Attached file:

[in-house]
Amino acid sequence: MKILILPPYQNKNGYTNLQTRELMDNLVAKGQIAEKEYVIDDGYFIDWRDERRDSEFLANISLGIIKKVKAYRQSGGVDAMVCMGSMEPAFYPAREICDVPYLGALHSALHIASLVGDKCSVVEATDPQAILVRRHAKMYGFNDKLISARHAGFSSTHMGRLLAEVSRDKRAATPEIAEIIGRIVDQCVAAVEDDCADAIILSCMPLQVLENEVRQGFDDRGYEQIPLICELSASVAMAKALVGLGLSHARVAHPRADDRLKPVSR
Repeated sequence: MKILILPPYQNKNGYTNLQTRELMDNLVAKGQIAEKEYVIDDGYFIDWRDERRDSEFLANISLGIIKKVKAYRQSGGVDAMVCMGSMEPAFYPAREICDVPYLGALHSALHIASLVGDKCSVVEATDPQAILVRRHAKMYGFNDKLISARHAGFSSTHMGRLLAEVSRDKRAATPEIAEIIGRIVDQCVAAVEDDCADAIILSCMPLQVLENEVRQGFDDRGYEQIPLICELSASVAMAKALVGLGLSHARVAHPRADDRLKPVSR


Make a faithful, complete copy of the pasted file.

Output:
[in-house]
Amino acid sequence: MKILILPPYQNKNGYTNLQTRELMDNLVAKGQIAEKEYVIDDGYFIDWRDERRDSEFLANISLGIIKKVKAYRQSGGVDAMVCMGSMEPAFYPAREICDVPYLGALHSALHIASLVGDKCSVVEATDPQAILVRRHAKMYGFNDKLISARHAGFSSTHMGRLLAEVSRDKRAATPEIAEIIGRIVDQCVAAVEDDCADAIILSCMPLQVLENEVRQGFDDRGYEQIPLICELSASVAMAKALVGLGLSHARVAHPRADDRLKPVSR
Repeated sequence: MKILILPPYQNKNGYTNLQTRELMDNLVAKGQIAEKEYVIDDGYFIDWRDERRDSEFLANISLGIIKKVKAYRQSGGVDAMVCMGSMEPAFYPAREICDVPYLGALHSALHIASLVGDKCSVVEATDPQAILVRRHAKMYGFNDKLISARHAGFSSTHMGRLLAEVSRDKRAATPEIAEIIGRIVDQCVAAVEDDCADAIILSCMPLQVLENEVRQGFDDRGYEQIPLICELSASVAMAKALVGLGLSHARVAHPRADDRLKPVSR